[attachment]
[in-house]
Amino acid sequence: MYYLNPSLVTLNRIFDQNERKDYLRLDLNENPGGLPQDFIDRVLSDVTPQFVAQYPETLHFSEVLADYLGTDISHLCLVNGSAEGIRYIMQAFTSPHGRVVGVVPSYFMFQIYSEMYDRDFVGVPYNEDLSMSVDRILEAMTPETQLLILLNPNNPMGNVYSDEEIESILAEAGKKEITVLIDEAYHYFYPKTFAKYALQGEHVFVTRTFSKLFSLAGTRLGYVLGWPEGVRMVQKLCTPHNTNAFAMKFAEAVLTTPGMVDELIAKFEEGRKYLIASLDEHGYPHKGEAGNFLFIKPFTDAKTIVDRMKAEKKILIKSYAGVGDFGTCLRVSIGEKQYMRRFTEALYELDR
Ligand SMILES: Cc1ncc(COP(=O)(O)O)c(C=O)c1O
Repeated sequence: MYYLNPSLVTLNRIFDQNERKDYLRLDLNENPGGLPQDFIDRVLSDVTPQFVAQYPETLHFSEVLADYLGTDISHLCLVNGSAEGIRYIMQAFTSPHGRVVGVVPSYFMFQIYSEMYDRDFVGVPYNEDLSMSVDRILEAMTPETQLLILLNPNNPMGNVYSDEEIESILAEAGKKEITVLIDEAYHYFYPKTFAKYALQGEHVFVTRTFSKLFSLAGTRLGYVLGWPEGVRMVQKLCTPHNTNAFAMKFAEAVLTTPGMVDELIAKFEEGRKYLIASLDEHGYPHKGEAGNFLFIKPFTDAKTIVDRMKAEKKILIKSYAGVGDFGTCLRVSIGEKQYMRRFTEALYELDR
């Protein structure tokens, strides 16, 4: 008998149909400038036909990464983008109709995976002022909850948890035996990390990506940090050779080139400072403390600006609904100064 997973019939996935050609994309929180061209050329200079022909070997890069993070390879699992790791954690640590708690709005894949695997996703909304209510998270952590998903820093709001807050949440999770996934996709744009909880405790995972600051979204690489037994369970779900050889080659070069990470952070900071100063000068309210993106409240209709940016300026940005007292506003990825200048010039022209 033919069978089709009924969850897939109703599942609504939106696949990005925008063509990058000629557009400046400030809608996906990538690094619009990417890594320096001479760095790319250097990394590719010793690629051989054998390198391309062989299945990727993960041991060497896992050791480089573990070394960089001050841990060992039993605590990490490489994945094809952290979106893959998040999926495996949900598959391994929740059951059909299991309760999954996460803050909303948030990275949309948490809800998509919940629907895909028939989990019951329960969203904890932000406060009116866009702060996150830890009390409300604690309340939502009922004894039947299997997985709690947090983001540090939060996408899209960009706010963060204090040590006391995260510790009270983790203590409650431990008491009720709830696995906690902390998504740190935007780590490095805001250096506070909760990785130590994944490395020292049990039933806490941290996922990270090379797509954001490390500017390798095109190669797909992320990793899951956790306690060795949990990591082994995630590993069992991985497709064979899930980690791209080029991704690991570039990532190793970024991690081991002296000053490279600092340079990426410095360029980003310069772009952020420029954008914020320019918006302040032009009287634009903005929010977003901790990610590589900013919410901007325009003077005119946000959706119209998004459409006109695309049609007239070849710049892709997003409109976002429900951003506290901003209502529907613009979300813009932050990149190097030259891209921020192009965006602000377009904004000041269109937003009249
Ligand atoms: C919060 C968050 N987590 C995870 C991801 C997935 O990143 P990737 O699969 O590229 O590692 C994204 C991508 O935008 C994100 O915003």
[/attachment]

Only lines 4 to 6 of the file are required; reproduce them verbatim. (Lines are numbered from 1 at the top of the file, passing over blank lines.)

Repeated sequence: MYYLNPSLVTLNRIFDQNERKDYLRLDLNENPGGLPQDFIDRVLSDVTPQFVAQYPETLHFSEVLADYLGTDISHLCLVNGSAEGIRYIMQAFTSPHGRVVGVVPSYFMFQIYSEMYDRDFVGVPYNEDLSMSVDRILEAMTPETQLLILLNPNNPMGNVYSDEEIESILAEAGKKEITVLIDEAYHYFYPKTFAKYALQGEHVFVTRTFSKLFSLAGTRLGYVLGWPEGVRMVQKLCTPHNTNAFAMKFAEAVLTTPGMVDELIAKFEEGRKYLIASLDEHGYPHKGEAGNFLFIKPFTDAKTIVDRMKAEKKILIKSYAGVGDFGTCLRVSIGEKQYMRRFTEALYELDR
């Protein structure tokens, strides 16, 4: 008998149909400038036909990464983008109709995976002022909850948890035996990390990506940090050779080139400072403390600006609904100064 997973019939996935050609994309929180061209050329200079022909070997890069993070390879699992790791954690640590708690709005894949695997996703909304209510998270952590998903820093709001807050949440999770996934996709744009909880405790995972600051979204690489037994369970779900050889080659070069990470952070900071100063000068309210993106409240209709940016300026940005007292506003990825200048010039022209 033919069978089709009924969850897939109703599942609504939106696949990005925008063509990058000629557009400046400030809608996906990538690094619009990417890594320096001479760095790319250097990394590719010793690629051989054998390198391309062989299945990727993960041991060497896992050791480089573990070394960089001050841990060992039993605590990490490489994945094809952290979106893959998040999926495996949900598959391994929740059951059909299991309760999954996460803050909303948030990275949309948490809800998509919940629907895909028939989990019951329960969203904890932000406060009116866009702060996150830890009390409300604690309340939502009922004894039947299997997985709690947090983001540090939060996408899209960009706010963060204090040590006391995260510790009270983790203590409650431990008491009720709830696995906690902390998504740190935007780590490095805001250096506070909760990785130590994944490395020292049990039933806490941290996922990270090379797509954001490390500017390798095109190669797909992320990793899951956790306690060795949990990591082994995630590993069992991985497709064979899930980690791209080029991704690991570039990532190793970024991690081991002296000053490279600092340079990426410095360029980003310069772009952020420029954008914020320019918006302040032009009287634009903005929010977003901790990610590589900013919410901007325009003077005119946000959706119209998004459409006109695309049609007239070849710049892709997003409109976002429900951003506290901003209502529907613009979300813009932050990149190097030259891209921020192009965006602000377009904004000041269109937003009249
Ligand atoms: C919060 C968050 N987590 C995870 C991801 C997935 O990143 P990737 O699969 O590229 O590692 C994204 C991508 O935008 C994100 O915003």